Abstract: We propose a simple model where the innovation rate of a technological domain depends on the innovation rate of the technological domains it relies on. Using data on US patents from 1836 to 2017, we make out-of-sample predictions and fond that the predictability of innovation rates can be boosted substantially when network effects are taken into account. In the case where a technology's neighbourhood further innovation rates are known, the average predictability gain is 28% compared to simpler time series model with do not incorporate network effects. Even when nothing is known about the future, we find positive average predictability gains of 20%. The results have important policy implications, suggesting that the effective support of a given technology must take into account the technological ecosystem surrounding the targeted technology.
    Keywords: innovation, technology, network, forecasting, patents, spacial econometrics
    Date: 2020–03
  3. By: Anabela Santos (European Commission - JRC)
    Abstract: Based on the case study of Portugal, the present study aims to analyse the alignment of investments in the Portuguese ‘Recovery and Resilience Plan’ with the Smart Specialisation Strategies priorities (2021-2027) of this territory, and then identify opportunities for potential synergies and complementary between funding instruments. With the information available in the Plan and its annex, a detailed analysis is performed to identify investments able to enhance Research & Development, and Innovation and/or to improve the regional innovation eco-systems. The analysis shows that up to €6 Billion of the Plan (37%) may potentially support directly and indirectly the Smart Specialisation in Portugal. However, the effect of such contribution will strongly depend on the final beneficiaries, projects selected, absorption capacity, and governance model. The paper also explains the relevance of Smart Specialisation in the Covid-19 recovery and draft some policy recommendations.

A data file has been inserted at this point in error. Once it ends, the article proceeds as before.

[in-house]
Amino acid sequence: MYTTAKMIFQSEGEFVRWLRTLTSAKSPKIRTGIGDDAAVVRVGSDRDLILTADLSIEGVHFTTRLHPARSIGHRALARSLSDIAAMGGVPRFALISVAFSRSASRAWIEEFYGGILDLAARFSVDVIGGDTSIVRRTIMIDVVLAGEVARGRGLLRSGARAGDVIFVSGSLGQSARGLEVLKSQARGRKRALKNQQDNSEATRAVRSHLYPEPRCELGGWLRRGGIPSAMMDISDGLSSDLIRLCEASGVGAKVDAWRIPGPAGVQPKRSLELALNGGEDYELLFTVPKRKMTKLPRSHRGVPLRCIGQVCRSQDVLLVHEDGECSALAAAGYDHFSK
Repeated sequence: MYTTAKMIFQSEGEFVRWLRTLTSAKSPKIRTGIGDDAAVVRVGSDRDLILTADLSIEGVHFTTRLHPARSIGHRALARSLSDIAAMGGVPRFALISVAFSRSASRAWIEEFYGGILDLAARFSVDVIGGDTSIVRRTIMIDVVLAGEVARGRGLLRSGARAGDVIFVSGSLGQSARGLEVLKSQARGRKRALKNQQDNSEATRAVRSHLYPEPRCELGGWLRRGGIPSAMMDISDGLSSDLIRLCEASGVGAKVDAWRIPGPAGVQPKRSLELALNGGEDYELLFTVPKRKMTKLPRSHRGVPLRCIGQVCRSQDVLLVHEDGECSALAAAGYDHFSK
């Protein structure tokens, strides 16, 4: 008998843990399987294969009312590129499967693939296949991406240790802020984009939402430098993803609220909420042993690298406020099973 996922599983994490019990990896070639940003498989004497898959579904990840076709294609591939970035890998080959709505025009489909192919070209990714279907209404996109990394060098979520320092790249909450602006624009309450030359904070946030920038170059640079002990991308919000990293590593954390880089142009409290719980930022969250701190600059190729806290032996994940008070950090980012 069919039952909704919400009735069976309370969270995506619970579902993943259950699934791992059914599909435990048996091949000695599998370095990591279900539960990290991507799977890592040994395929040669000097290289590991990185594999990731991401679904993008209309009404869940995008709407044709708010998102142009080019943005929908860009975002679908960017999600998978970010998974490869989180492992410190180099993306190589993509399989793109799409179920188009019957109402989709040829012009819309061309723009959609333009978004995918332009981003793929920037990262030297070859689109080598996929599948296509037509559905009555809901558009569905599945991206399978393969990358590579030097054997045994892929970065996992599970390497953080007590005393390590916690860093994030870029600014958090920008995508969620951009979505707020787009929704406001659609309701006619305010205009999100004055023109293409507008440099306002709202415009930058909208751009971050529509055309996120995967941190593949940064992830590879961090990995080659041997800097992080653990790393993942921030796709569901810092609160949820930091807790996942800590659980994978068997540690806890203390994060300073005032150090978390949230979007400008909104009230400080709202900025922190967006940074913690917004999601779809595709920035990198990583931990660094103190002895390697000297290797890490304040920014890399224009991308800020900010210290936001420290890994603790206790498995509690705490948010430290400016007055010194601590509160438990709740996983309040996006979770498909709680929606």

Keywords: Covid-19 crisis; Innovation; Government Policy; Portugal.
    JEL: E32 O31 G38
    Date: 2021–08
  4. By: Hötte, Kerstin; Jee, Su Jung; Srivastav, Sugandha
    Abstract: Technologies help adapt to climate change but little systematic research about these technologies and their interaction with mitigation exists. We identify climate change adaptation technologies (CCATs) in US patent data to study the technological frontier in adaptation. We find that patenting in CCATs was roughly stagnant over the past decades. CCATs form two main clusters: (1) science-intensive CCATs related to agriculture, health and monitoring technologies; and (2) engineering-based for coastal, water and infrastructure adaptation. 25% of CCATs help in climate change mitigation, and we infer that synergies can be maximized through well designed policy. CCATs rely more on public R&D than other inventions, and CCAT patents are citing more science over time, indicating a growing relevance of research as a knowledge source for innovation. Policymakers can use these results to get greater clarity on where R&D support for CCATs can be directed.
    Date: 2021–08
  5. By: Carvalho, Vasco M. (University of Cambridge); Draca, Mirko (University of Warwick and CAGE); Kuhlen, Nikolas (University of Cambridge and The Alan Turing Institute)